Born: Lake Mackay in the Gibson Desert
Linda Syddick Napaltjarri was born in 1937. Her innovative and distinctive paintings are intensely original and fuse stories of Christianity and Aboriginal tradition in an attempt to show the link between Christian beliefs and the Aboriginal view of creation known as the Dreaming (Tjukurrpa). Tjukurrpa is a spiritual concept which incorporates past, present and future into a dynamic continuum.
Linda was born around Lake Mackay in the Gibson Desert, of the 'Western Desert' region, near the border of Western Australian and Northern Territory. Her father was killed when she was young, and her mother later re-married Shorty Lungkarta Tjungarrayi, an artist whose work was a significant influence on her when she started painting.
As a child she lived a traditional nomadic lifestyle walking the Pintupi homelands, developing an intimate knowledge of her country. Like many of the families from the desert region during the 1940s, they walked to the settlements on the eastern edge of the desert. There they made first contact with missions and government ration stations that were far from their ancestral lands.
The small nomadic clan that first came to the settlement at Mt Liebig in 1945 had with them a Nangkari (witch doctor), who on seeing a windmill took it to be an evil spirit and attacked it with his magic. Linda's second father, Shorty Lungkarta was also a powerful man, the owner of many Dreaming stories, and was also a Magic man who could communicate with the spirit world. Unlike the others, he had some knowledge of the whitefella world, having worked with the army during the War. He had seen a windmill and knew their purpose. Shorty explained: "This is a whitefella thing, used for getting water up from under the ground. See that pond over there, that is good water for us to drink."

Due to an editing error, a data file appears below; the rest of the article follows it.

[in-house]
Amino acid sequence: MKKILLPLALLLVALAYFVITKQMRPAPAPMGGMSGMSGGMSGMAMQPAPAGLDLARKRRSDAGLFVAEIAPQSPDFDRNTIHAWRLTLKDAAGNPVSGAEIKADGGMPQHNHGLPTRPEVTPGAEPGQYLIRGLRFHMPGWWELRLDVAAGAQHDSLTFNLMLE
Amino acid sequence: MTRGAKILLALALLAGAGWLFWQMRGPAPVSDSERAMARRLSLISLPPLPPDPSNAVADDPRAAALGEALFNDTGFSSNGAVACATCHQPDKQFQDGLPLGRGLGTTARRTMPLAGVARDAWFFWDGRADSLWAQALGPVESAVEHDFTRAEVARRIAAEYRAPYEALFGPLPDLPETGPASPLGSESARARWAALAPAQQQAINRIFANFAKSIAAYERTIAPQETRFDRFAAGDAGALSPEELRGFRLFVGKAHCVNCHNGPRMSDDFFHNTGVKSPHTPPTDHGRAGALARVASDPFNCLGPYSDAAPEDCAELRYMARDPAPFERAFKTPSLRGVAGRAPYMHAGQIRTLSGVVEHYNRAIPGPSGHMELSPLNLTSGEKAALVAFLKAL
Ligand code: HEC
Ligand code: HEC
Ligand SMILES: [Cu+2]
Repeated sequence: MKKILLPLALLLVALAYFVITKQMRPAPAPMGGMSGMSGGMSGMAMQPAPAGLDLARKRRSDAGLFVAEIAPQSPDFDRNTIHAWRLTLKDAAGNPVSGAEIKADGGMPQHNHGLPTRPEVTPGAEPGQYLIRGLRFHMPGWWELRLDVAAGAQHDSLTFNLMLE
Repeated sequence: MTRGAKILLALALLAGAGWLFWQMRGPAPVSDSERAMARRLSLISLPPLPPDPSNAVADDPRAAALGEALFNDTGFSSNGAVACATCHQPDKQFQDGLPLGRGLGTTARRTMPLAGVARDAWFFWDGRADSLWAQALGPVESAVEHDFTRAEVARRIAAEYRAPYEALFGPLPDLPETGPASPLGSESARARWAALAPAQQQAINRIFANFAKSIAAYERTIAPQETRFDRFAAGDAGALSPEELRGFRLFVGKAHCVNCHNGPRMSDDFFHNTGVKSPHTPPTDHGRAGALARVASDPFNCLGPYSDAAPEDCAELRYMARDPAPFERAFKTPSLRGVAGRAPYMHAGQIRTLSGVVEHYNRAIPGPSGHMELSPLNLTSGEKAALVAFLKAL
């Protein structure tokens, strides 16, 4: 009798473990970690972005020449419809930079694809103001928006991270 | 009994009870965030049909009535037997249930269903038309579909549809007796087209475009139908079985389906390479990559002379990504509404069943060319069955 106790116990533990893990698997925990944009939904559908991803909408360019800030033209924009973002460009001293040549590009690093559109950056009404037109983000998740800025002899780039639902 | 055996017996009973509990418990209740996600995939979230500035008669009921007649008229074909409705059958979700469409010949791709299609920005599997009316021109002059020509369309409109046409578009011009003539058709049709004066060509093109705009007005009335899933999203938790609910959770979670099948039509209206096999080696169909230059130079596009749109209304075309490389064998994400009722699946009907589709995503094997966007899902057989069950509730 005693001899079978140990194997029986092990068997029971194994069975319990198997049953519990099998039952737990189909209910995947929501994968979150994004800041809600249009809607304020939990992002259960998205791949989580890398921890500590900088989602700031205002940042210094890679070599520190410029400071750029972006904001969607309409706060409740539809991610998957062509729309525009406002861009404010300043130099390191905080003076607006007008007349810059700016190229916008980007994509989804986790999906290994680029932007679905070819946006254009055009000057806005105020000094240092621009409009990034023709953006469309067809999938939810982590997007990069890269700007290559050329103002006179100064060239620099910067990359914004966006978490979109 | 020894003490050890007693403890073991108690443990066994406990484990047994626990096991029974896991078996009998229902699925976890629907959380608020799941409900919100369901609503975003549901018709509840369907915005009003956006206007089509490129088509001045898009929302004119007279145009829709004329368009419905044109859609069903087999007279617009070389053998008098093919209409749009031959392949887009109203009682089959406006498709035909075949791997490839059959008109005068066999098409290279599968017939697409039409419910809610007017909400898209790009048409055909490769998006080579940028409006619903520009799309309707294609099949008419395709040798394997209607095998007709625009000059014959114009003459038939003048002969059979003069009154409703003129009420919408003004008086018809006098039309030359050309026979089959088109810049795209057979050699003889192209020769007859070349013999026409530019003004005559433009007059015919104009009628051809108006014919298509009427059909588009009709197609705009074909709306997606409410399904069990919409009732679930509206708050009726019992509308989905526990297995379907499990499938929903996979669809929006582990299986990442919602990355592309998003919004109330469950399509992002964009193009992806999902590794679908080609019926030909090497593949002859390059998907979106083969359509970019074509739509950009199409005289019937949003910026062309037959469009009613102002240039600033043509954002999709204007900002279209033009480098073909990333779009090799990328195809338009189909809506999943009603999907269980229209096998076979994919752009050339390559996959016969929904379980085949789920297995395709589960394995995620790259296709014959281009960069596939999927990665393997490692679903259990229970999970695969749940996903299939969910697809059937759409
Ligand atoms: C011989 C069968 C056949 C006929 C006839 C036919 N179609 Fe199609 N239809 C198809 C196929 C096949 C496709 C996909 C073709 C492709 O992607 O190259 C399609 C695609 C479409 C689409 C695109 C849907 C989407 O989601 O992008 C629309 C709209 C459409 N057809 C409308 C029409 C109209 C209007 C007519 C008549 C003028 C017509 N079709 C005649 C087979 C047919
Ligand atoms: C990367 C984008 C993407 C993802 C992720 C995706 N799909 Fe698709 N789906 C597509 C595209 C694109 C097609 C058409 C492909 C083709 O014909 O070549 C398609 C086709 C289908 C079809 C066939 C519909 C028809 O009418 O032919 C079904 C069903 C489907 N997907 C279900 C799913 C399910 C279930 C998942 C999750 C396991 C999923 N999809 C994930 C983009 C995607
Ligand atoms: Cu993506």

In 1985, just before Shorty Lungkarta died, he told Linda that she was to carry on his work and to continue to paint his Tjukurrpa or Dreamings. So in 1986, Linda Syddick Napaltjarri was taught to paint by her two uncles Uta Uta Tjangala and Nosepeg Tjupurrula, both of whom were significant figures in the Papunya Desert Art Movement.
Linda touches on global themes in her work, and represents contemporary issues affecting her peers, such as alcohol and money. A senior Pintupi woman, most of Linda's works were strictly traditional Pintupi style paintings until recently. Linda also regularly paints Tjukurrpa stories related to the Tingari and the Emu Men. The Emu Men were Creation Ancestors who travelled the country during the Tingari or Dreaming era. The Emu was the totem of her father, Rintje Tjungurrayi and stepfather, Shorty Lungkata Tjungurrayi. The Tingari were ancestral spirits beings, who went on very long journeys, creating much of the desert landscape in Central Australia, and instructing the people about law and custom. Many paintings represented topographical maps where major Tingari events occurred - significant metaphysical stories combined with the artist's own ever-present memories of life in the Gibson Desert. Linda often incorporates many perspectives and stories into a single painting. Linda's sense of composition and colour are also extraordinary. Linda's work is represented in public and private collections throughout Australia, USA and Europe.